THE BLOG
12/01/2014 11:42 am ET Updated Jan 31, 2015

Hey, Jimmy Kimmel, Find a Different Funny

Dan Steinberg/Invision/AP

Dear Jimmy,

You are hilarious! You and your team have created a vibrant show full of up-to-the-minute commentary and memes we love to watch. Celebrities Read Mean Tweets and This Week in Unnecessary Censorship shed humorous light on poor behavior and both have the chance of making the world a better place.

I have a problem, and I am hoping you can help me. As a family doctor, I see patients of all ages. A family came to see me, totally dismayed about the way their kids are treating each other. They insult and lie to each other, they humiliate one another and are constantly trying to catch it on video. "We can't make them understand that what they're doing is really mean," the mom explained. "They're just kids, they don't get it."

The kids are, in fact, pretty nasty to each other in the room. I haven't known them long and so I spent some time asking them about the behavior that is worrying their parents. A lot of families bring me their behavior questions, and I didn't immediately think of going to you for assistance. It was the kids who mentioned you, actually, when arguing with their mom. "We're not as mean as those parents who say they ate their kids' Halloween candy and give them one terrible Christmas present just to get on TV. And you laugh at those all the time!" "Yeah, we just want to get famous on YouTube!"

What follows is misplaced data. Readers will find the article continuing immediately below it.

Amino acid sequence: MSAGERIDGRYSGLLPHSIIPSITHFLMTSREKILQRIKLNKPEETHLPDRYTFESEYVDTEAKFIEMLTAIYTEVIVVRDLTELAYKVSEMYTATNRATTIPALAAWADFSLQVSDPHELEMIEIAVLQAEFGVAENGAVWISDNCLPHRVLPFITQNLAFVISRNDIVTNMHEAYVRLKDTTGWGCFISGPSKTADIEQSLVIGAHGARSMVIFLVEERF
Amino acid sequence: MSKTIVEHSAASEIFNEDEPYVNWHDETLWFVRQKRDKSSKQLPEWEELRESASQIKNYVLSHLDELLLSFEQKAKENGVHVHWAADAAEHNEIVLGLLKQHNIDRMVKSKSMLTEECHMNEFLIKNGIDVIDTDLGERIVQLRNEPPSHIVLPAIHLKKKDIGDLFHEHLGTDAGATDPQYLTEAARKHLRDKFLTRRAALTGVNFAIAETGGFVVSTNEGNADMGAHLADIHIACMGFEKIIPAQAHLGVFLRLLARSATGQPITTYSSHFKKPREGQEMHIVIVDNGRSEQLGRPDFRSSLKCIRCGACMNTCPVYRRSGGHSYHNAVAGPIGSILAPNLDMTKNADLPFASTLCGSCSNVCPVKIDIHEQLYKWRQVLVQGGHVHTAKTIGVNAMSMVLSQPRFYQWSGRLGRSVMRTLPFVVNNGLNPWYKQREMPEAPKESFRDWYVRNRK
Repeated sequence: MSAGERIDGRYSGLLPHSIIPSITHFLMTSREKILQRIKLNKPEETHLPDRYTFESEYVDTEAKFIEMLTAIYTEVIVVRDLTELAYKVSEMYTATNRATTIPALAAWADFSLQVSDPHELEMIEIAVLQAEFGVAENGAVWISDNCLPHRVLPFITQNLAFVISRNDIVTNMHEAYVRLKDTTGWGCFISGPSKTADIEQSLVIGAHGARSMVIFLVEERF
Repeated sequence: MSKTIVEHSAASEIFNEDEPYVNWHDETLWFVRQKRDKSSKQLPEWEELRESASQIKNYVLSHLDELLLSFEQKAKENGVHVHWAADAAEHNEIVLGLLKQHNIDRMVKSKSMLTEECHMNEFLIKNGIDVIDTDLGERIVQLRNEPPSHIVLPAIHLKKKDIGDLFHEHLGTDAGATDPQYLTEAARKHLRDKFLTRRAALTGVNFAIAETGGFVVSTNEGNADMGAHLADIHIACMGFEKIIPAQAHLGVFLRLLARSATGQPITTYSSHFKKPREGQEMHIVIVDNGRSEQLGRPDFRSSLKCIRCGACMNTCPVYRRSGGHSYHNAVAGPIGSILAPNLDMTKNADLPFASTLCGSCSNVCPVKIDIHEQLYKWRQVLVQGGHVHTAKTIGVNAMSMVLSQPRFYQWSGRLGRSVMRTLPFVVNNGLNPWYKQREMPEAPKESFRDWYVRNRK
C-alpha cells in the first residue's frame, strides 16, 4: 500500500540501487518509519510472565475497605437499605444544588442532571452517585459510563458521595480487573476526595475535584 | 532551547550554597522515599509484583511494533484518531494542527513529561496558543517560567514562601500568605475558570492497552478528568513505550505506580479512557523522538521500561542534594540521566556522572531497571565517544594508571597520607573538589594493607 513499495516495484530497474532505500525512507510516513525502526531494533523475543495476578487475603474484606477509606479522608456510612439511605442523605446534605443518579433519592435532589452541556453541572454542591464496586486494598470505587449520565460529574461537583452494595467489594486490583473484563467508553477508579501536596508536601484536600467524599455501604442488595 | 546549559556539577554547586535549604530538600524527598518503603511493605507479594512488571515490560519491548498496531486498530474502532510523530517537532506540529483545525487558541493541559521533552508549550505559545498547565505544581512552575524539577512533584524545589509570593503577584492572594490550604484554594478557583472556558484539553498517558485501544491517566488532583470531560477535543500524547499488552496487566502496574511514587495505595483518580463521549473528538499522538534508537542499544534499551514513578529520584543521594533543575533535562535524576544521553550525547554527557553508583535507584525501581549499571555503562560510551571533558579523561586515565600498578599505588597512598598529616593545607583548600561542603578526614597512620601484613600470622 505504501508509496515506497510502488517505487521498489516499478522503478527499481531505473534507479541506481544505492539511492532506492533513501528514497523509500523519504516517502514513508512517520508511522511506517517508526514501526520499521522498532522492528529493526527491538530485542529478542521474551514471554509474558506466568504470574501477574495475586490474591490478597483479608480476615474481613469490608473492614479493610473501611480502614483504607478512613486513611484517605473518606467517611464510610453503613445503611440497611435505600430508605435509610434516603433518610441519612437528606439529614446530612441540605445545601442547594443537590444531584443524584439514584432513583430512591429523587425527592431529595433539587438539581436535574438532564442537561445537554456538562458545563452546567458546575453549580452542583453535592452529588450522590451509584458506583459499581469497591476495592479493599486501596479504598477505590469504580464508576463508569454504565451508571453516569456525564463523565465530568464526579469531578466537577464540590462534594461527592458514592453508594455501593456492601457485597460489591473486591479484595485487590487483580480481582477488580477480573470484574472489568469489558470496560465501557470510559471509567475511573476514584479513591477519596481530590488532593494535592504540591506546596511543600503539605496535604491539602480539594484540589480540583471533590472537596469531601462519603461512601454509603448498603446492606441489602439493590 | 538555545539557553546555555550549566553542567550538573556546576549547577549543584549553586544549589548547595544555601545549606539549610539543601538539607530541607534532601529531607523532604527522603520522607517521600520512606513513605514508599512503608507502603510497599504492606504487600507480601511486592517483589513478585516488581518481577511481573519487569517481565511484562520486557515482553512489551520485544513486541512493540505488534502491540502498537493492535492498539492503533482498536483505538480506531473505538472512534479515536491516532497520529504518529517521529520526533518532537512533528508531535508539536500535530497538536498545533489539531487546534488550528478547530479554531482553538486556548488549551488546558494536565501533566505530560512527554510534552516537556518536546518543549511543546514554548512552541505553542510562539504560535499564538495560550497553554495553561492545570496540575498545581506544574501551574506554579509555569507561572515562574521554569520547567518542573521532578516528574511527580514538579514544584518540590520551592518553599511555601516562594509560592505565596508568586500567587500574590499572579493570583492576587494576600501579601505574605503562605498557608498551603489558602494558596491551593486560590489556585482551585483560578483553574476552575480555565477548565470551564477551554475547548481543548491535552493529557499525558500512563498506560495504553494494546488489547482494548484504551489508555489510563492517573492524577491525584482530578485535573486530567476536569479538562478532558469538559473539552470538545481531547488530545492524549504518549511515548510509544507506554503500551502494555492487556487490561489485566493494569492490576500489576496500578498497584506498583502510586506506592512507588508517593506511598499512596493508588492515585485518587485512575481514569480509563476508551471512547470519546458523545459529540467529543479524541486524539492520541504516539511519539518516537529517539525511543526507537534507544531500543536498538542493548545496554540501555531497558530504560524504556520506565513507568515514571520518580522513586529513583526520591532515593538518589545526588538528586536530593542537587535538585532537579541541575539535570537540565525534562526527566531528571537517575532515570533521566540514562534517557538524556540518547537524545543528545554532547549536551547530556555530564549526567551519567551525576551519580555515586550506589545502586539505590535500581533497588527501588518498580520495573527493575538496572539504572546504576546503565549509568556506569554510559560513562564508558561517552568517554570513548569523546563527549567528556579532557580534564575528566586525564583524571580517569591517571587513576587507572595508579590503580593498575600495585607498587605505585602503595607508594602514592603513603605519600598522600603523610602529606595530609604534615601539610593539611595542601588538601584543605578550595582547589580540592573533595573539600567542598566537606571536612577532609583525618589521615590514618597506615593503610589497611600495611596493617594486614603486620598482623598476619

Jimmy, of course your show is for adults. But YouTube? 83% of kids 15 and under watch YouTube videos. They often don't get irony, or understand the line between funny and mean.

Jimmy, you're famous. That gives you instant credibility about... pretty much everything. If you say it's ok to hurt and betray our kids by tricking them, and then perpetuating the lie to get a truly horrifying reaction from our kids, and then posting our kids humiliation on YouTube and hoping for a viral post or a shot at having it on Jimmy Kimmel Live? Parents think - it must be OK! "Heck, he's a parent himself," your audience decides. "He's got two grown kids, and that beautiful baby, so he'd know if this was a bad idea!"

Jimmy, it's a bad idea. I see parents damaging their kids. Sure some kids can handle it! But, the ones who realize it's a joke and doesn't have to be a big hairy deal? Those videos don't go viral. Hell, those videos usually don't even get posted on YouTube because the reaction lacks drama. It's the fragile kids -- the ones who weep and wail and swear and throw things -- whose pain shows up all over the Internet. Because you've "challenged" parents to shock and betray their kids for a laugh.

You are an expert, and a seasoned one, in entertainment. So I'm begging you -- one expert to another -- be bold. Notice the scope of your power to influence peoples' behavior. This Christmas, tell your audience NOT to ruin the holiday for their kids by lying about their gift.

Challenge us to create videos that will go viral without destroying our children's trust in us. How? I don't know. I'm a family doc, a parenting and youth development expert. You are the funny expert. You've proven that you can do hard things, and I know you can do this.

Please, find a different funny.

All the best,
Deborah Gilboa, MD (and Second City alum)